Gold is a problematic conflict mineral in eastern DR Congo. Rebel forces and corrupt officials control the area, causing further destabilisation.
Although there has been progress in decriminalising mines for tin, tungsten and tantalum in eastern Congo – three other major conflict minerals – gold is increasingly a source of revenue for renegade government forces or other corrupt officials operating with impunity in the area, causing further destabilisation. These are splinter groups that in the last few years have occasionally controlled gold mines but were expelled by the government; along the way, armed militias like the Mai Mai also dipped into gold smuggling.
“Almost all gold produced in the Democratic Republic of Congo is extracted and smuggled out of the country without any legitimate checks and controls,” a recent UN report says.
In 2011, the Congolese government reported less than 11.5 kilograms of gold, worth $5 million, in exports. World Bank estimates said the amount was most likely 30 to 36 tonnes of gold each year, valued at $1.5 to $2 billion.
With a current value of $1,673.50 a troy ounce, jewellers and investors buy 80 percent of the gold, and the remaining 20 percent is for electronics, dentistry, and industrial purposes.
The UN has spent years trying to curb illegal gold trading. In 2010, a group of experts in the Security Council created due-diligence guidelines for trading and consuming minerals produced in eastern Congo, hoping to stem the violence there by shutting off financial sources to criminal gangs and armed militias. The guidelines were based on strategies designed by the Organization for Economic Cooperation and Development (OECD), the Paris-based group of developed nations. They were meant to help companies in supply-chain management to protect human rights and prevent the businesses from further contributing to conflicts and resulting humanitarian crises, like millions of displaced people and women and girls being raped.
Unfortunately the guidelines and sanctions have not reduced smuggling. Gold is easily moved out of the country. Smugglers can fit $30,000 worth of gold in their pockets and $700,000 in a suitcase without detection, most of it ending up in United Arab Emirates for processing. The Congolese government hasn’t regulated its export, no sanctions have been applied for not complying with UN guidelines.
“Insecurity at gold mines throughout the eastern Democratic Republic of Congo remains widespread,” a 2012 report from the UN group of experts on Congo said. The UN report says the notorious M23 armed militia, which seized Goma, the capital of North Kivu, last November but then backed off, uses gold to finance its operations.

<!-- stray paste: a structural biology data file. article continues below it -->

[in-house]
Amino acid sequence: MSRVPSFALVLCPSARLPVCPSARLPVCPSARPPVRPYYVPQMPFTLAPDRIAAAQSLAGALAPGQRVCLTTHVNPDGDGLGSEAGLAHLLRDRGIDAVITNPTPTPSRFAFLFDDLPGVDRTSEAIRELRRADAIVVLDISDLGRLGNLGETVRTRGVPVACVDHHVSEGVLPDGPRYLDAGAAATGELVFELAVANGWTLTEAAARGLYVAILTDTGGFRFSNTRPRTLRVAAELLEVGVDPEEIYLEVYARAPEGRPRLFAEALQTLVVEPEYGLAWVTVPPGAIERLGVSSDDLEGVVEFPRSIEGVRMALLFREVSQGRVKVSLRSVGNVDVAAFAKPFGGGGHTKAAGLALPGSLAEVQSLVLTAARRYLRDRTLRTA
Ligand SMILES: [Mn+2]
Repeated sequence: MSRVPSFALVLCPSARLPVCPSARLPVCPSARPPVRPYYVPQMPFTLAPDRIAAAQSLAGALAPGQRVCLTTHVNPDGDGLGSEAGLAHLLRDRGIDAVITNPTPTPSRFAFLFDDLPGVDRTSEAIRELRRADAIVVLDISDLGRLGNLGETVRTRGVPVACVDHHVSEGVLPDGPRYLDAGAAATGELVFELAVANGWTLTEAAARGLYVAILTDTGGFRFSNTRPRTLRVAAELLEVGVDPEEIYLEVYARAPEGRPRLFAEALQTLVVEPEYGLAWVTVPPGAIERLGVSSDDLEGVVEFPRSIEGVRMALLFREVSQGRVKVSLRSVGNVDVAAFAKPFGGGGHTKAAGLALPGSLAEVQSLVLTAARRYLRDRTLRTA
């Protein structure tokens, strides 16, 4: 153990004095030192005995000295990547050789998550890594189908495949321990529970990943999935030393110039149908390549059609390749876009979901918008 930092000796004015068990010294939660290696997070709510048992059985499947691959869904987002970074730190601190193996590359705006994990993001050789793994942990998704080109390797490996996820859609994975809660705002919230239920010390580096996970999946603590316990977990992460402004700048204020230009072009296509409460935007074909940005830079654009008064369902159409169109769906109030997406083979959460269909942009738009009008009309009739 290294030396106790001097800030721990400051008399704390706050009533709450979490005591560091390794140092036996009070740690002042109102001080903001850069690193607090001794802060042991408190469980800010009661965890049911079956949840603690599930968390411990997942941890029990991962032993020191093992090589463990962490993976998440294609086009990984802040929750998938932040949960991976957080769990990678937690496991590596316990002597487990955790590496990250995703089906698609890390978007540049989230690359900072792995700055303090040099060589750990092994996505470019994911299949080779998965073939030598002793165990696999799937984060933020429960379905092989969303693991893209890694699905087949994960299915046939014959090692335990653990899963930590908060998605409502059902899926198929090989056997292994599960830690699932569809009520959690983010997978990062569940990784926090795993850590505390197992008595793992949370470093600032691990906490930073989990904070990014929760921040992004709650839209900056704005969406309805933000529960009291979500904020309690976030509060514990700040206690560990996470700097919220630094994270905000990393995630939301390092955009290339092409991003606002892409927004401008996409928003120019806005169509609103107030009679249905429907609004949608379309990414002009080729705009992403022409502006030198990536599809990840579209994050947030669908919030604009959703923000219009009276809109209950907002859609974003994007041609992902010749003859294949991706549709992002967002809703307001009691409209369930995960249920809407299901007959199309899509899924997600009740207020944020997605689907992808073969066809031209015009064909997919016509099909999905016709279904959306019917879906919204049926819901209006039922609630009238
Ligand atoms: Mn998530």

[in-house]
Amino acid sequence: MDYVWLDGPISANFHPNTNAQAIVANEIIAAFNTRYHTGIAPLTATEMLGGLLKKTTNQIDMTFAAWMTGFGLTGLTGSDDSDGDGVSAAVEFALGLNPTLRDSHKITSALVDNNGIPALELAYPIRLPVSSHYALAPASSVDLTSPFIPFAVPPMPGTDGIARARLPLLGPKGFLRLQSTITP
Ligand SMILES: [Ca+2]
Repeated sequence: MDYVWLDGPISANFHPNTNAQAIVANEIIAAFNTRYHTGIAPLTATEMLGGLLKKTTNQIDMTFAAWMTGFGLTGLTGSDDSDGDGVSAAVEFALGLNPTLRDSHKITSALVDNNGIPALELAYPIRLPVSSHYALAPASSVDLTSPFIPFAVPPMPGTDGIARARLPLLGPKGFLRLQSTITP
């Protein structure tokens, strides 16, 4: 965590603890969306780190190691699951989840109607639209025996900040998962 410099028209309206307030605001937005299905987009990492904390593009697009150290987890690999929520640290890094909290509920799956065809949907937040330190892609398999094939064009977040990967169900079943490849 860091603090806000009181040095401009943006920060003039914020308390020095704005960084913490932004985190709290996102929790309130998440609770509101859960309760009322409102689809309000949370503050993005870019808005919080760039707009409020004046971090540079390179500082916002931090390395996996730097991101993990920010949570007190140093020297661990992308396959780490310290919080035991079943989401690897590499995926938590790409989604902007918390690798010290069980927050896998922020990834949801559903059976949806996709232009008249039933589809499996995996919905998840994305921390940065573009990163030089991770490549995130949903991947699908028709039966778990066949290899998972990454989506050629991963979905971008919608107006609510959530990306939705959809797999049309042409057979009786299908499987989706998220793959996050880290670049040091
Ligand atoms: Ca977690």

Meanwhile, the UN has just arranged for 11 countries in central Africa, including Congo, to sign a peace agreement to help the country avoid more fighting and interference from its neighbours.
The UN also proposed a regional brigade to counter the many militias marauding throughout eastern Congo and seizing land. This “robust” brigade, as the UN refers to it, will consist of about 2,500 troops operating within the UN’s peacekeeping force in the region. The troops will use surveillance drones to track guerrillas in the dense Congolese foliage, the first time the UN Security Council authorised such equipment. The brigade should be operational this summer.
It remains to be seen whether these new plans will put Congo on sounder footing. A recent report from Friedrich Ebert Stiftung, a German foundation, points to inadequate steps being taken to resolve Congo’s long bloodshed. The report says the problems include “disparities between the legislative, regulatory, and legal scaffolds hastily built to address Congo’s mineral disputes.” Many Congolese ministries and laws govern the gold trade, besides the due diligence and OECD standards imposed by the UN. With so many different regulations, industries comply with the guidelines inconsistently and erratically, particularly businesses from the South. Enforcement of sanctions is weak.
“In general, these sanctions are so tough that many countries, actors, and companies choose not to observe the guidelines and don’t follow the resolutions the Security Council is adopting,” said Enrico Carisch, author of the Friedrich Ebert Stiftung report.
“An imbalance results. Those who follow the guidelines are penalized if the others don’t follow them.”
The report says Congo’s biggest trading partners, China and Zambia, are not members of the OECD and have neglected to follow due diligence guidelines. Of the estimated 30 to 36 tonnes of gold mined annually in Congo, five to seven are produced in the Kivu provinces.
Enough Project, a Washington non-profit group fighting genocide and crimes against humanity mainly in Africa, says that less than 5 percent of gold miners are registered with the government. It estimates that around 40 percent of miners are children under 15.
“They use children because a lot of this gold is mined in different ways,” said Sasha Lezhnev, a senior policy analyst at Enough. “Some is down very deep shafts and the kids can get down these little holes.”
Enough is working on a three-tiered campaign to end the illegal gold trade in Congo. First, they want UN sanctions revised to target specific individuals who control important supply lines of the trade. Next, they hope to bring more responsible investors to the country to manage the gold mines more transparently, pushing out armed rebels and corrupt officials. One such business is the Canadian Banro, which already runs a small mine in the region. Finally, Enough wants to help the Congolese government regulate the trade for the hundreds of artisanal mines that are too small to interest foreign investors.
“The gold trade in eastern Congo is about as bad as it could be,” Lezhnev said. “The problem is that nothing happens, nothing is done.”